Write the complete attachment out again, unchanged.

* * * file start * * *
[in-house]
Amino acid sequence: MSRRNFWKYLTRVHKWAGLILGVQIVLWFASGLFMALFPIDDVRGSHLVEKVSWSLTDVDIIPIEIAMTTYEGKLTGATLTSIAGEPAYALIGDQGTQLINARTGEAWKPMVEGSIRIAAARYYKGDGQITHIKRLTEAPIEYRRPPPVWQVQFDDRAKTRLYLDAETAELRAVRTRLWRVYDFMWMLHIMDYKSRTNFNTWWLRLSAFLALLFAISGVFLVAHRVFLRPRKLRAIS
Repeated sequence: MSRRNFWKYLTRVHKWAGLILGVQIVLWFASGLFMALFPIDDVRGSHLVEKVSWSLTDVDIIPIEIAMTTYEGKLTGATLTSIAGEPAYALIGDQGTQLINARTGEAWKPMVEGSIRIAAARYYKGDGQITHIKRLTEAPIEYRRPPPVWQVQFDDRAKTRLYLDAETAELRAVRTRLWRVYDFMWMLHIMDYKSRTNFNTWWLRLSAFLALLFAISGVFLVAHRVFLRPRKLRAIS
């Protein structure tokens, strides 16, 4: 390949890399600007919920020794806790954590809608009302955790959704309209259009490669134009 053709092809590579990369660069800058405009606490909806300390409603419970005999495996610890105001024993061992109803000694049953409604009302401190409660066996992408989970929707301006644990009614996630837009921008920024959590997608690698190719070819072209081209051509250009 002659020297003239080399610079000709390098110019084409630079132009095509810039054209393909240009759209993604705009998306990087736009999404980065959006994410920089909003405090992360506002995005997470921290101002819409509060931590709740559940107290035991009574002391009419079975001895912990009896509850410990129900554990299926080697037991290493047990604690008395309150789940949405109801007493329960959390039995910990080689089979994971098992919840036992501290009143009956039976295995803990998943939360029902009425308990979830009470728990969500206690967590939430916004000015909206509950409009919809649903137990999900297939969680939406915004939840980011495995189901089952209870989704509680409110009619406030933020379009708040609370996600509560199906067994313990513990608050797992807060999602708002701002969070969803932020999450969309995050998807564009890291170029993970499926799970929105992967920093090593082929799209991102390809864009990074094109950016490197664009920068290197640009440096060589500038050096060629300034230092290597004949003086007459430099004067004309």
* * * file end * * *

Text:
[in-house]
Amino acid sequence: MSRRNFWKYLTRVHKWAGLILGVQIVLWFASGLFMALFPIDDVRGSHLVEKVSWSLTDVDIIPIEIAMTTYEGKLTGATLTSIAGEPAYALIGDQGTQLINARTGEAWKPMVEGSIRIAAARYYKGDGQITHIKRLTEAPIEYRRPPPVWQVQFDDRAKTRLYLDAETAELRAVRTRLWRVYDFMWMLHIMDYKSRTNFNTWWLRLSAFLALLFAISGVFLVAHRVFLRPRKLRAIS
Repeated sequence: MSRRNFWKYLTRVHKWAGLILGVQIVLWFASGLFMALFPIDDVRGSHLVEKVSWSLTDVDIIPIEIAMTTYEGKLTGATLTSIAGEPAYALIGDQGTQLINARTGEAWKPMVEGSIRIAAARYYKGDGQITHIKRLTEAPIEYRRPPPVWQVQFDDRAKTRLYLDAETAELRAVRTRLWRVYDFMWMLHIMDYKSRTNFNTWWLRLSAFLALLFAISGVFLVAHRVFLRPRKLRAIS
């Protein structure tokens, strides 16, 4: 390949890399600007919920020794806790954590809608009302955790959704309209259009490669134009 053709092809590579990369660069800058405009606490909806300390409603419970005999495996610890105001024993061992109803000694049953409604009302401190409660066996992408989970929707301006644990009614996630837009921008920024959590997608690698190719070819072209081209051509250009 002659020297003239080399610079000709390098110019084409630079132009095509810039054209393909240009759209993604705009998306990087736009999404980065959006994410920089909003405090992360506002995005997470921290101002819409509060931590709740559940107290035991009574002391009419079975001895912990009896509850410990129900554990299926080697037991290493047990604690008395309150789940949405109801007493329960959390039995910990080689089979994971098992919840036992501290009143009956039976295995803990998943939360029902009425308990979830009470728990969500206690967590939430916004000015909206509950409009919809649903137990999900297939969680939406915004939840980011495995189901089952209870989704509680409110009619406030933020379009708040609370996600509560199906067994313990513990608050797992807060999602708002701002969070969803932020999450969309995050998807564009890291170029993970499926799970929105992967920093090593082929799209991102390809864009990074094109950016490197664009920068290197640009440096060589500038050096060629300034230092290597004949003086007459430099004067004309």